Microbeads omitted from ingredient label in half of beauty products in major Hong Kong cosmetic retailers
Greenpeace says such packaging did not state clearly if they contained microplastics, a huge source of marine pollution
About half the products sampled from five major Hong Kong cosmetic retailers do not have proper labels indicating they contain microplastics, a huge source of marine pollution, a study has found.
Such sales practices, according to Greenpeace East Asia, “deprived consumers of their right to know” about their use and disposal of products that could harm the environment.
Microplastics are small plastic particles, usually less than 5mm in size, which tend to be broken off from larger plastic pieces. They can also be in the form of “microbeads”, manufactured for use in body scrubs and cleansers.
They are small enough to be washed down drains and flushed into the ocean, and can end up in the digestive tracts of marine creatures consumed by humans.
Studies have shown that Hong Kong has one of the world’s highest mean abundances of microplastic waste on its shores.
Of the 1,413 cosmetic products surveyed from retailers Bonjour, Colourmix, Mannings, Sasa and Watsons, 698 items – about half of the total – did not have clear labelling. Ingredient lists, for example, were in either Japanese or Korean, or missing altogether.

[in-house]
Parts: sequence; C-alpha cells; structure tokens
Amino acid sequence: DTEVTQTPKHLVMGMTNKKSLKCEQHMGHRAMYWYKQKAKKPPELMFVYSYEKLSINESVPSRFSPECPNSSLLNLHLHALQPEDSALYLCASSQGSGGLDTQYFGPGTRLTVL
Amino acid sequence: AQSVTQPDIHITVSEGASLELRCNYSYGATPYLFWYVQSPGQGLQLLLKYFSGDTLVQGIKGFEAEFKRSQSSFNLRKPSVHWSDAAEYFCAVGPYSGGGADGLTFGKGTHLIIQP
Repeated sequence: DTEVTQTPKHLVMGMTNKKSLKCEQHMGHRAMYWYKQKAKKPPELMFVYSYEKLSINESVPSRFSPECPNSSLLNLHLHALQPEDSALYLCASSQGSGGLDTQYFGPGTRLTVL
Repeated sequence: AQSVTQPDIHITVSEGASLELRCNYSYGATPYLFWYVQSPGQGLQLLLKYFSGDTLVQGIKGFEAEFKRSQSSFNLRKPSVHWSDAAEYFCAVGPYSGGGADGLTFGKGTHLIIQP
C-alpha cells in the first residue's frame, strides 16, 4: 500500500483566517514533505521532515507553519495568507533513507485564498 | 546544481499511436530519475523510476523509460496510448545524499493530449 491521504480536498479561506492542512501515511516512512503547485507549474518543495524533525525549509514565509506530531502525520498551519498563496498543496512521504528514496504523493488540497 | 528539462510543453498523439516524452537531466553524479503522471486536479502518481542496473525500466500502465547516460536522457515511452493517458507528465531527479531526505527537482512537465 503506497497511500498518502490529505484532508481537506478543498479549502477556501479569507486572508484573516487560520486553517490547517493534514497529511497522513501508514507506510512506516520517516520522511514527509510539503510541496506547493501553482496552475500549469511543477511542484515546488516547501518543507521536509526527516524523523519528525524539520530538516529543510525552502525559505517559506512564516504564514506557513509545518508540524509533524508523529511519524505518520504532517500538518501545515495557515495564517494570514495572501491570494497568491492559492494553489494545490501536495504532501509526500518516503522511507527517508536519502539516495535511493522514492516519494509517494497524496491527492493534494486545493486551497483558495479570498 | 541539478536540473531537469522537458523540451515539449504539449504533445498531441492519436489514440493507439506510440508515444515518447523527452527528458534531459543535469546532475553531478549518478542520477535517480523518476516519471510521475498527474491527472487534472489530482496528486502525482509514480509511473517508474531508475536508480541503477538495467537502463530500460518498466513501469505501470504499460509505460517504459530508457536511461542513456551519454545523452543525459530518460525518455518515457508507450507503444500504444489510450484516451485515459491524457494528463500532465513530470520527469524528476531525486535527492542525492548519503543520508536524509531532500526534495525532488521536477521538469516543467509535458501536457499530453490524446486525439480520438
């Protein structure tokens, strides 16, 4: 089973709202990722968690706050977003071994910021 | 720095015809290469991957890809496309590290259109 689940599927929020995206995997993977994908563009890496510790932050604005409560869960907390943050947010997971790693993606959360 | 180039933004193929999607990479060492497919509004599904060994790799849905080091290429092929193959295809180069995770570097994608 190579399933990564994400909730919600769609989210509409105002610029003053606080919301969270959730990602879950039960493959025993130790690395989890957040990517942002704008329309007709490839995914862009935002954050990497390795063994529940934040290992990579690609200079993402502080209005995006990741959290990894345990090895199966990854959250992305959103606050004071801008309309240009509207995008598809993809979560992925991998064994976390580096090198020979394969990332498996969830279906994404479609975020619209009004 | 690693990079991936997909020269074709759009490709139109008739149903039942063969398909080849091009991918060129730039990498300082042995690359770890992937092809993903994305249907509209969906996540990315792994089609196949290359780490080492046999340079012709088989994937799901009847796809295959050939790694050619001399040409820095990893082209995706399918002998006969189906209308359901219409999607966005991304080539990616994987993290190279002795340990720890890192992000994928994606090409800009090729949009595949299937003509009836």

And further analysis found 37.5 per cent of products with adequate labelling actually contained microplastics. Leave-on items – which do not require rinsing off – were of the biggest concern. The study found nearly 80 per cent of eye and face make-up products contained microplastics but only 40 per cent used proper labelling.
Greenpeace senior campaigner Kate Lin Pui-yi said most people did not know microplastics were commonly found in cosmetics, and not just in scrubs.
“A conscientious retailer must not only ensure the products it sells do not contain microplastics but also provide more ... information to give consumers peace of mind,” she said, urging the government toban microplastic use in beauty products.
Bonjour, Mannings and Watsons said they would stop carrying private brand products with microplastics starting either next year or the year after. Sasa said all private and non-private brands it carried would be microplastics-free after 2018. Colourmix did not respond to inquiries.
The Customs and Excise Department said the Consumer Goods Safety Ordinance imposed a "statutory duty" on companies to ensure that the consumer goods supplied in Hong Kong complied with the general safety requirements. But the the Trade Descriptions Ordinance does not make it mandatory for cosmetic and beauty products to specify ingredients or their packaging.
The Consumer Goods Safety Regulation does however require warning notices or labels affixed to products or their packaging to be in English or Chinese, a spokeswoman said.
The Environmental Protection Department has said that potential environmental impacts in Hong Kong caused by microbeads are currently quite low but they would assess the need for further study and regulation when scientific research on the topic matured.